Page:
The members of Corduroy play in other bands around Baltimore that sound nothing like their off-kilter brand of Sarah Records jangle pop. Singer and guitarist Blake Douglas plays bass in noisy, grungy band GLOOP. Bassist Erik Wagner plays in indie rock/emo band Mess and the Baltimore collective Boat Water. Drummer Nathan O’Dell, who moved out to the West Coast shortly after making this EP, is a member of dream pop/shoegaze band Wildhoney. And here they all are – writing simple, carefree guitar songs together as Corduroy.
Their self-titled EP is an exploration of Tullycraft-esque music, but also adds a rainy-day mood to the fun-loving, carefree tendencies of indie pop. The focus of Corduroy’s short but captivating EP is melody. From the vocal melodies to the guitar leads, Corduroy has managed to write an EP that is sonically haphazard yet earnest and heartfelt.
Opener “Malt Disney” is a perfect introduction to what this band does best: writing dreamy pop songs. With the simple tambourine, bass, and snare groove providing a heartbeat, the vocals and guitar are able to float on top like clouds. Drenched in reverb, the vocal melodies sound as if they are almost tumbling on top of each other. It’s an incredible opener to the EP – setting a warm, “sunset” tone to the record right from the start. “Portico” features perhaps some of the best guitar work on the EP. Once again, it’s another beautiful, jangly guitar pop but this time around it feels infused with slacker vibes. The leads are reminiscent of those found on Pavement songs like “Gold Soundz” or “Range Life.” Douglas’s vocals are earnest and sentimental, providing the perfect layer to these pop songs. The eponymous “Corduroy” is the shortest song on the record, but lacks none of the fervor of its predecessors. With its closed hi-hat verses and frantic guitar strumming, “Corduroy” is my personal favorite song on the record. The guitar lead that reoccurs throughout the song is just a brilliantly balanced, tasteful lead that rivals any melody in the indie pop canon as instantly whimsical.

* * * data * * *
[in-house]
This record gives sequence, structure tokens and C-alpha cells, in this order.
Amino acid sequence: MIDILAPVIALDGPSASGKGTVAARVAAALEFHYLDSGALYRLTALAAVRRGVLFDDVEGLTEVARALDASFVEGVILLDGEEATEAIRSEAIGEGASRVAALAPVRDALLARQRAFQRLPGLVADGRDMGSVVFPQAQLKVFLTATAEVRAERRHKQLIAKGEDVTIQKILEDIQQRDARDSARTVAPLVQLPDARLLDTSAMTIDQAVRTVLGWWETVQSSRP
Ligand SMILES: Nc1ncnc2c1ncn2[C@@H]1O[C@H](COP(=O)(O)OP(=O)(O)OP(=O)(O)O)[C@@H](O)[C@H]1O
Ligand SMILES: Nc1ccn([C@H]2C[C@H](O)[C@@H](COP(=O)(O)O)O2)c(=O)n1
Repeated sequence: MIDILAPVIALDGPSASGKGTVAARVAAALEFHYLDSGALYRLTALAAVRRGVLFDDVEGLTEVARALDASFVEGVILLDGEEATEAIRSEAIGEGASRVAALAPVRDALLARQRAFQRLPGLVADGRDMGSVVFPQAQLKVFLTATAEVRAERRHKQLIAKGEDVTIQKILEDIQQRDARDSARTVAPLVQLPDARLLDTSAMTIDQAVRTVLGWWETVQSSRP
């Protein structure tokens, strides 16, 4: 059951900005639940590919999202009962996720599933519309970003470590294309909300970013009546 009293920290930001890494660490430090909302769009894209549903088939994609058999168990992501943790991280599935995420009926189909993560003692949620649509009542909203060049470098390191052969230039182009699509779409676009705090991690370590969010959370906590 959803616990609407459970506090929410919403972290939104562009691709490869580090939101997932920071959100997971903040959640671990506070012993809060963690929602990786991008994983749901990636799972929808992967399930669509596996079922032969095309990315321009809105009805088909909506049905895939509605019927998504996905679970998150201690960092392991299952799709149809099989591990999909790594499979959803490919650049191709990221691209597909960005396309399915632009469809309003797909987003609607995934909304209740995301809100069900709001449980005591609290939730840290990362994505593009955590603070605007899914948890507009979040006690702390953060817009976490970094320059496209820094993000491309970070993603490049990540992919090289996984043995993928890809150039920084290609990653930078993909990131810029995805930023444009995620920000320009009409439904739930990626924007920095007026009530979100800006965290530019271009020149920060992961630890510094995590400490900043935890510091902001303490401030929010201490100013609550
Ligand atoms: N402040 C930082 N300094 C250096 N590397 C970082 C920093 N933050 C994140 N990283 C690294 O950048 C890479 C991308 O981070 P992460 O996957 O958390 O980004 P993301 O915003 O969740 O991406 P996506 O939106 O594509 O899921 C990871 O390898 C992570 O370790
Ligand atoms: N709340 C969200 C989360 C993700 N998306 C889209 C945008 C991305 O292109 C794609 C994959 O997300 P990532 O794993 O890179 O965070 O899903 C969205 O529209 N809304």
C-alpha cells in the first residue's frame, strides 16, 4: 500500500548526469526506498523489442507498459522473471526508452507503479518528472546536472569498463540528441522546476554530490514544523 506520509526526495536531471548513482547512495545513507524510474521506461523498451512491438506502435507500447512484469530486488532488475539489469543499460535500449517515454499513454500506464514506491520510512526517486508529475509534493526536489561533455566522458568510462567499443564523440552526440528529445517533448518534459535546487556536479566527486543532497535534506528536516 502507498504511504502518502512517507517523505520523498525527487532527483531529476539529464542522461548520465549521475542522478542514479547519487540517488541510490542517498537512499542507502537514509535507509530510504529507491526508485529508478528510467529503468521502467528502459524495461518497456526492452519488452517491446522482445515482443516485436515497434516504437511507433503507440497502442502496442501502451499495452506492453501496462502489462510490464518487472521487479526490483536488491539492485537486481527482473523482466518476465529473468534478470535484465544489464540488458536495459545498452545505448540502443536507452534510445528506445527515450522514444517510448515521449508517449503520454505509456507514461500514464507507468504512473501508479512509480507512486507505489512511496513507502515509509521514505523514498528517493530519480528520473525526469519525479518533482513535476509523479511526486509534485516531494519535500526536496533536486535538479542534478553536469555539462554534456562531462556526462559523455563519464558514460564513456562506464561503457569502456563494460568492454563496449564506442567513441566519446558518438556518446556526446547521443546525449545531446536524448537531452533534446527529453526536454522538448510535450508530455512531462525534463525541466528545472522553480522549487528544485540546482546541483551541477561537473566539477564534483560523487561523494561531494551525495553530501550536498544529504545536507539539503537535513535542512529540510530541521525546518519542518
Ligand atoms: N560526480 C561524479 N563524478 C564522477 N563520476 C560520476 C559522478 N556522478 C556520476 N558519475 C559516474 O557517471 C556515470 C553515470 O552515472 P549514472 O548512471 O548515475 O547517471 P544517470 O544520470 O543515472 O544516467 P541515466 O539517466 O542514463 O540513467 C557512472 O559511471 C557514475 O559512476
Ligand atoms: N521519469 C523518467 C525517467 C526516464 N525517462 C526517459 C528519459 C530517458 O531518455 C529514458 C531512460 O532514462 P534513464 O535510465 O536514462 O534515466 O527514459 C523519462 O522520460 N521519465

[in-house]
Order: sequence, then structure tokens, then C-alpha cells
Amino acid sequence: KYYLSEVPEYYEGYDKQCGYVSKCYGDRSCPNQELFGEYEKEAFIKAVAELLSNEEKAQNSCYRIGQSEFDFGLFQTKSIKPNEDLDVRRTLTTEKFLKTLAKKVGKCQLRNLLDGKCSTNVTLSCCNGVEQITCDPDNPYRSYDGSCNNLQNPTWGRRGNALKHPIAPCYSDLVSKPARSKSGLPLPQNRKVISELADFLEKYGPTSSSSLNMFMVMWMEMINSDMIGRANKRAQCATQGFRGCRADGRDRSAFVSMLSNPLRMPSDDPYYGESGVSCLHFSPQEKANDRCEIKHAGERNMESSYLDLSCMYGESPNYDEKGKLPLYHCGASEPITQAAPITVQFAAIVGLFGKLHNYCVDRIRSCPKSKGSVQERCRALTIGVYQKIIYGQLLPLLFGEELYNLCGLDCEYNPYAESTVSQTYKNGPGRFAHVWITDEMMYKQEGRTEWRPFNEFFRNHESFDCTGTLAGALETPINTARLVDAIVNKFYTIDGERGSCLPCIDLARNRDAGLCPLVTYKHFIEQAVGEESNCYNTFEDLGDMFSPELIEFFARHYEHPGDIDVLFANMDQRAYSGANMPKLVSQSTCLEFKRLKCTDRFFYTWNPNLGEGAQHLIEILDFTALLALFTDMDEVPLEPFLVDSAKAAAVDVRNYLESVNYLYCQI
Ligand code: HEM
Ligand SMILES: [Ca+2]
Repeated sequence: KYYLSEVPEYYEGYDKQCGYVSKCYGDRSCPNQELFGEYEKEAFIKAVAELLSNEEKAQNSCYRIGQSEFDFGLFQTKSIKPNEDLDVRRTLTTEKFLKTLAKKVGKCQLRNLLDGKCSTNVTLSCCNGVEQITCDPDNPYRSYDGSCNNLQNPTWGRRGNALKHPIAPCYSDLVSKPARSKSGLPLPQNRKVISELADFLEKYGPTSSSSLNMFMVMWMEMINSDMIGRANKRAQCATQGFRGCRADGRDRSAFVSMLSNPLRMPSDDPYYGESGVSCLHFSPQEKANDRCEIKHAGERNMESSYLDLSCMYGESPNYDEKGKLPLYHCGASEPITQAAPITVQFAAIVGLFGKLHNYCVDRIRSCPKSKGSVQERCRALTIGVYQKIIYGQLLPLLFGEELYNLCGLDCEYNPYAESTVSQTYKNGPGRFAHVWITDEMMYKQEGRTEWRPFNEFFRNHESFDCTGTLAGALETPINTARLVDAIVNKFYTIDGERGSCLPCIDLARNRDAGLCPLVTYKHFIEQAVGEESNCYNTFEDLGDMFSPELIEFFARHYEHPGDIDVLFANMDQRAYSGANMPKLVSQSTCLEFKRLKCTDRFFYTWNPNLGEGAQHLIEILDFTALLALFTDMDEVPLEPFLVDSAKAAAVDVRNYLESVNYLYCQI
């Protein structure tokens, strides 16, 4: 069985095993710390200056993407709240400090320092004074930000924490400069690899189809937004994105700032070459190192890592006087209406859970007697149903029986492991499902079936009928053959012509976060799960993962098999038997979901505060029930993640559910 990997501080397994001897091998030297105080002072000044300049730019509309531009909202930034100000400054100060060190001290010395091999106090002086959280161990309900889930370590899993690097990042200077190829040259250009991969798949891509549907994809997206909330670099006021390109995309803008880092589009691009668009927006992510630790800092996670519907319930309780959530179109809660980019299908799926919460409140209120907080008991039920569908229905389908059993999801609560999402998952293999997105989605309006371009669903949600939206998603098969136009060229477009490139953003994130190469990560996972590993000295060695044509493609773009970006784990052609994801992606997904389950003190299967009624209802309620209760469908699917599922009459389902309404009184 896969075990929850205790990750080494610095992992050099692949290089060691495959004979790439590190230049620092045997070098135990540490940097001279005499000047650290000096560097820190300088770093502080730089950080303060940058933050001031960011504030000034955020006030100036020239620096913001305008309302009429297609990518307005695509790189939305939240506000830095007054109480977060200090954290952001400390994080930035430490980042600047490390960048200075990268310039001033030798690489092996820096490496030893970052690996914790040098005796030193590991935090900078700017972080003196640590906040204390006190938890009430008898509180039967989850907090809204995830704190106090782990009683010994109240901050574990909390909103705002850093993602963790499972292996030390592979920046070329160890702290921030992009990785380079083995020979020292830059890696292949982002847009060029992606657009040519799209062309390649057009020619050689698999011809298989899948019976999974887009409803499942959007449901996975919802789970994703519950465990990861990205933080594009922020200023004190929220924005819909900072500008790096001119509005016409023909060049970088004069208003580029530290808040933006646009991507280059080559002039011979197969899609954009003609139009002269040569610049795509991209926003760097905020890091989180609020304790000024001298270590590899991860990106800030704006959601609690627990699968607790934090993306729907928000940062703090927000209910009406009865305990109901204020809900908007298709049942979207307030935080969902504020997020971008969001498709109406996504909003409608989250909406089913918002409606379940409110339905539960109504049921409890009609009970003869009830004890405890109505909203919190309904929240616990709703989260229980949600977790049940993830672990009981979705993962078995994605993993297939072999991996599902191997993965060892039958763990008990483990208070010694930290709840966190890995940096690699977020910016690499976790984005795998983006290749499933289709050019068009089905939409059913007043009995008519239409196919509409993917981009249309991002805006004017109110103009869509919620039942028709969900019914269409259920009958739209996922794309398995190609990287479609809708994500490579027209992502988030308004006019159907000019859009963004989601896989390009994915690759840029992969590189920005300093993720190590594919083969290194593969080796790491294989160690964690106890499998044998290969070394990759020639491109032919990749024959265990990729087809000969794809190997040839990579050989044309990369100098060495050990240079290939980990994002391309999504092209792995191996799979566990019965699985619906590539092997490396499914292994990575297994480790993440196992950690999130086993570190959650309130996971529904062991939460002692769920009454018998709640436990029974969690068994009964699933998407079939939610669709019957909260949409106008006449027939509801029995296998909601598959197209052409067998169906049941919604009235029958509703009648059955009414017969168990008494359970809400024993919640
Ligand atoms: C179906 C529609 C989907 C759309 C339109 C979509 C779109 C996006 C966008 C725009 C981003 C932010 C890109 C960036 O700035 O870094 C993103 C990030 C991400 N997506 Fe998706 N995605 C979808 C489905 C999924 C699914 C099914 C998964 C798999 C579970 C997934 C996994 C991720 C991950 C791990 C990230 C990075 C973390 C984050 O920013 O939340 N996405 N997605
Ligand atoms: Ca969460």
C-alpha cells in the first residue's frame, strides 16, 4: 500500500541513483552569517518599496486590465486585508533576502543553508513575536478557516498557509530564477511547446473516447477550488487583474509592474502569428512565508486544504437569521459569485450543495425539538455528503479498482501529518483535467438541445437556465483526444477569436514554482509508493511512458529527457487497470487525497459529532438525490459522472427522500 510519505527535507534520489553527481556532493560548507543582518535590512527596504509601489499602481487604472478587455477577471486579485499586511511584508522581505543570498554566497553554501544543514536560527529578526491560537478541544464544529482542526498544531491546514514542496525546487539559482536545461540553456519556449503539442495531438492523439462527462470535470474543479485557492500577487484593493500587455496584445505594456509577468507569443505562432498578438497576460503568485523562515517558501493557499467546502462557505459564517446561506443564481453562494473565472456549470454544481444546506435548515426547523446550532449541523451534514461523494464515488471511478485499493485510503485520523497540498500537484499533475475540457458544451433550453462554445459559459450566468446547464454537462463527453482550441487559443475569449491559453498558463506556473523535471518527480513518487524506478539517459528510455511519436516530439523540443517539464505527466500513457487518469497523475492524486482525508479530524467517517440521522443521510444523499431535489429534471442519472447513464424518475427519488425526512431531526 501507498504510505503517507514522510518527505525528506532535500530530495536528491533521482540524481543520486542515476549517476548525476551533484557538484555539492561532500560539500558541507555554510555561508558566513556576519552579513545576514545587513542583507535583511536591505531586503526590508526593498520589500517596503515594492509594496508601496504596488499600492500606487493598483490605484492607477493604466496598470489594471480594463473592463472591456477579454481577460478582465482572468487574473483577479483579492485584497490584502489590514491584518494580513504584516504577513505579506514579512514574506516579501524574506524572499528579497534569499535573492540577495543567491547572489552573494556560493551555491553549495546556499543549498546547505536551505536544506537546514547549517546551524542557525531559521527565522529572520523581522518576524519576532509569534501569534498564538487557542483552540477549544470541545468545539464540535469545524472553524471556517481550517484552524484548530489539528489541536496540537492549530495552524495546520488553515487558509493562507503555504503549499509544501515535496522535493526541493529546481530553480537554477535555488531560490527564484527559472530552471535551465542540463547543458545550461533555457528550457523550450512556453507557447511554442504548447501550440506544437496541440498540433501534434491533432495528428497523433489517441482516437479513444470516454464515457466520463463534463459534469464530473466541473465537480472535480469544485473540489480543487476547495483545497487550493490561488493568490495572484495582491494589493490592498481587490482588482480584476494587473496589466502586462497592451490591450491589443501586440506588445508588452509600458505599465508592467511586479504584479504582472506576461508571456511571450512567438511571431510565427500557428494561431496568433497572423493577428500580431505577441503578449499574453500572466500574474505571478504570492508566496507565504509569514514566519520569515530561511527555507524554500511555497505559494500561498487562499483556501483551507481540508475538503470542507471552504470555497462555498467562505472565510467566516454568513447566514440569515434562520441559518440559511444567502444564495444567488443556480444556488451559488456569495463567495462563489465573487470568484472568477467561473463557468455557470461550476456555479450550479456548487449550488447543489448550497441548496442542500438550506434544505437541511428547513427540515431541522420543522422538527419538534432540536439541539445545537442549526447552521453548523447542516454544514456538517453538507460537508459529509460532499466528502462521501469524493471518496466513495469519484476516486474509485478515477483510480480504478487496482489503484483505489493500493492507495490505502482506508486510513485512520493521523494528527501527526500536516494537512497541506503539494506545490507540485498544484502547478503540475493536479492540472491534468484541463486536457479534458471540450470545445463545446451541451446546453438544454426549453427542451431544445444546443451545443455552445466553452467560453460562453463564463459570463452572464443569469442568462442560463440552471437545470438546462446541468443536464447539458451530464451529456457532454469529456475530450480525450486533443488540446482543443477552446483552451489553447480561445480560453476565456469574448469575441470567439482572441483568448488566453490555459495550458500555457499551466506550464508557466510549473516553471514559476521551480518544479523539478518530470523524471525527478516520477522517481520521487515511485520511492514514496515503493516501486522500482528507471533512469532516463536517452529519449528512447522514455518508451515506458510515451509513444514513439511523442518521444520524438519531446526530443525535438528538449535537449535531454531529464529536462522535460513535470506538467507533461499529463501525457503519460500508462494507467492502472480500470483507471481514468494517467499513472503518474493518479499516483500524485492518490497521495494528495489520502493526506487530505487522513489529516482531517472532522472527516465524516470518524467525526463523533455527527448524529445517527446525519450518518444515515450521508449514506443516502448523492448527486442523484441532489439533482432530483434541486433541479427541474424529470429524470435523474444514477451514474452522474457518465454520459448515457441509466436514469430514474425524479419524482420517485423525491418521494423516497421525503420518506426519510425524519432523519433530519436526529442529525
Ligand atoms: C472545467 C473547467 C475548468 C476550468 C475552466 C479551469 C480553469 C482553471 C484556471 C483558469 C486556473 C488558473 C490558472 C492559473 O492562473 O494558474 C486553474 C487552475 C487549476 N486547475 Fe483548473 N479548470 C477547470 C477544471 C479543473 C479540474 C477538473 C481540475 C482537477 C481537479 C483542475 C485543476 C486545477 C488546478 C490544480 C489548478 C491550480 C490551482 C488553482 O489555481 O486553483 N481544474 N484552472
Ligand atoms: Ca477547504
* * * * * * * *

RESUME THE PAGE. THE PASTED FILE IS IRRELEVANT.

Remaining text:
“Big Boat” starts off the second half of the EP on a mellower note. It’s a mid-tempo ballad, with a rather haunting melody and guitar arpeggiated guitar chords dripping with chorus. The mood shifts on this song to one that sounds full of expectancy, as if Douglas and crew have been waiting for something amazing to happen that hasn’t yet come. It sounds “on the verge,” which is a rare and beautiful feeling for a pop song. “Potted Plant” picks up the album’s pace again, with an infectious ride cymbal groove and a melody reminiscent of ‘80s bands like The Smiths. “Seventh Season” starts off with kick, snare, and tambourine, and kicks into another slow, moody song. Ripe with sentimentality and longing, “Seventh Season” is a perfect ending to this EP.
Though under 20 minutes, Corduroy has managed to pack so many brilliant moments onto this self-titled collection of songs. EPs sometimes do not feel whole, and often can’t take listeners on the same journey that an album can. But, Douglas, Wagner, and O’Dell have managed to gather six songs that feel cohesive and complete. Now joined by drummer Paul Krolian, previously of Expert Alterations, I’m looking forward to hearing what this band will write and record in the future!
The Corduroy EP shows exactly what can happen when a group of talented musicians and writers gathers together: magic. If you’re looking to scratch the itch for jangly guitars, catchy melodies, and a little bit of heartbreak, look no further than this fantastic EP from Baltimore’s Corduroy!